Fonda-Fultonville School District residents voiced a range of support — or lack thereof — Wednesday for a plan to add sex education to the middle school’s curriculum.
The district is honing the curriculum, intended to provide age-appropriate information for students in grades five through eight starting next school year. But administrators said they want to start classroom presentations for seventh- and eighth-graders this spring because of a sense of urgency sparked by student surveys in which high school responses described sexual behavior and activities that made administrators blush.
“I don’t need to tell you that kids are becoming sexually active earlier and earlier,” middle school Principal Elizabeth A. Donovan said at the onset of Wednesday’s update on the curriculum.
Donovan said the initiative is not meant to displace but rather to supplement information parents are giving to their children.
“Our goal is not at all to try to take over those conversations with your children,” Donovan said.
According to an outline provided to parents Wednesday night by school administrators, students in seventh and eighth grade would learn about the repercussions of sexual activity, various types of birth control, sexually transmitted diseases and the components of healthy relationships.
Instructors covering decision-making would outline the risks of being sexually active and the benefits of abstinence; the section on birth control would focus on three types — hormonal, behavioral and barrier.
The sexually transmitted diseases lecture would cover the different types, how they are contracted and how they are prevented.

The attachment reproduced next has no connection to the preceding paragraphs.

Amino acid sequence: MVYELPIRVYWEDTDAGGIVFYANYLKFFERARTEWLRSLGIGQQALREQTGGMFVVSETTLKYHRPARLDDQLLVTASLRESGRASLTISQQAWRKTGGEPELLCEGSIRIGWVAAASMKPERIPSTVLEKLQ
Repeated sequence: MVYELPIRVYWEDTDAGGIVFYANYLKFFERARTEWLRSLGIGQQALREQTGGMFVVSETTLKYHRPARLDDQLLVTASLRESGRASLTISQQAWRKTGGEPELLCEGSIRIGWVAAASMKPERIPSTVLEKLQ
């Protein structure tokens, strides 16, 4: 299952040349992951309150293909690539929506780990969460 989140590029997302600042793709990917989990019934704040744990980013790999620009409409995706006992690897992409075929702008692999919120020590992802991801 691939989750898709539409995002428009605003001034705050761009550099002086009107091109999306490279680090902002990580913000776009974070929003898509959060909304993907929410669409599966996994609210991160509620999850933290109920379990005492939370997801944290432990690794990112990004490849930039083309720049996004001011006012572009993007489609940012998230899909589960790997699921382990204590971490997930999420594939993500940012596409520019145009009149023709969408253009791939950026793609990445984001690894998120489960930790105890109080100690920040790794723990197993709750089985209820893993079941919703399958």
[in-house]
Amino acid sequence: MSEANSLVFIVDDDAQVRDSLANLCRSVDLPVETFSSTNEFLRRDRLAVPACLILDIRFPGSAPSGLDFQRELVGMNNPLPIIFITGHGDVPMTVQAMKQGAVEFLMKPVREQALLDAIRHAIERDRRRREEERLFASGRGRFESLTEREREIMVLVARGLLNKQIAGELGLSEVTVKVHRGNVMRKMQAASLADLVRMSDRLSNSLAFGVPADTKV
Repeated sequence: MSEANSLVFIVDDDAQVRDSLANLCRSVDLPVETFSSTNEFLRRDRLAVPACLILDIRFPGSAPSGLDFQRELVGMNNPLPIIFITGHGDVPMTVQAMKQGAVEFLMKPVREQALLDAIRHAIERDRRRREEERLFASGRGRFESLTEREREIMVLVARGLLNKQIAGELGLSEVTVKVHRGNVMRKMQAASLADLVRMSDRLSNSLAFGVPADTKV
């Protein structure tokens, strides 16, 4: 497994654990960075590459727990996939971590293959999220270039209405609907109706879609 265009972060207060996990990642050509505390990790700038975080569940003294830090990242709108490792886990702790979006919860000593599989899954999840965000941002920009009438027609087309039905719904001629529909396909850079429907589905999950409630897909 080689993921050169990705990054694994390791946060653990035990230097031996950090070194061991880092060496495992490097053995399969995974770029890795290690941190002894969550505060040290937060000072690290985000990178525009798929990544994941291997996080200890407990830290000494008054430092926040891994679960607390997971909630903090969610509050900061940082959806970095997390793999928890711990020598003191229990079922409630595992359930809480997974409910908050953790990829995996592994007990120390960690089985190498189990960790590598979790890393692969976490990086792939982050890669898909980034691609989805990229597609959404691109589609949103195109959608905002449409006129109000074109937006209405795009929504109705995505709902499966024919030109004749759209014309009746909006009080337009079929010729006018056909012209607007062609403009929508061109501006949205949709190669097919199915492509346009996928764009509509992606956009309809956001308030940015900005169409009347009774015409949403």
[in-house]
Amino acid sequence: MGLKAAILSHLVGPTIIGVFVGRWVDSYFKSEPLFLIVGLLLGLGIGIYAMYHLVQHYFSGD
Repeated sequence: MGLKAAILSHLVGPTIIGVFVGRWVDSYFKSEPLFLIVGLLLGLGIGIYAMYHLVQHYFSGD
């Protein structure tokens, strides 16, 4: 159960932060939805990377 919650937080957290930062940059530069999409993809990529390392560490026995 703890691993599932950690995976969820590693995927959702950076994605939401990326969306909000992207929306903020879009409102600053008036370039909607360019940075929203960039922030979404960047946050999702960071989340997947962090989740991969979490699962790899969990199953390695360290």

The section on healthy relationships would concentrate on distinguishing between healthy and unhealthy aspects of relationships.
During discussion that followed the presentation, some parents expressed surprise that sex education currently doesn’t exist at the Fonda-Fultonville School District.
Others were upset that the spring classes will be conducted by an educator from Planned Parenthood, an organization they characterized as the main provider of abortions.
The district is devising a method by which parents can opt out of the sex education instruction for their youngsters or not have their children participate in particular segments of the curriculum.
Parent Robert Lopez said he was skeptical about bringing Planned Parenthood into the school and said he foresees a “slippery slope” leading to the authorization of birth control distribution to middle school students.
“I have strong feelings rooted in my faith,” Lopez said.
He said he intends to opt out of the curriculum instruction for his children.
Parent Pauline O’Neil said she always believed there was at least some form of sex education already being taught.
“I’m shocked, I always thought that my child was being taught, on some level, about this,” O’Neil said.
She said she has good communication with her youngster, but said she intends to have her child participate in the entire curriculum.
Administrators said they will be sending information about the new curriculum to parents, including option permission forms. Those forms will also be made available on the district’s Web site.
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Categories: Schenectady County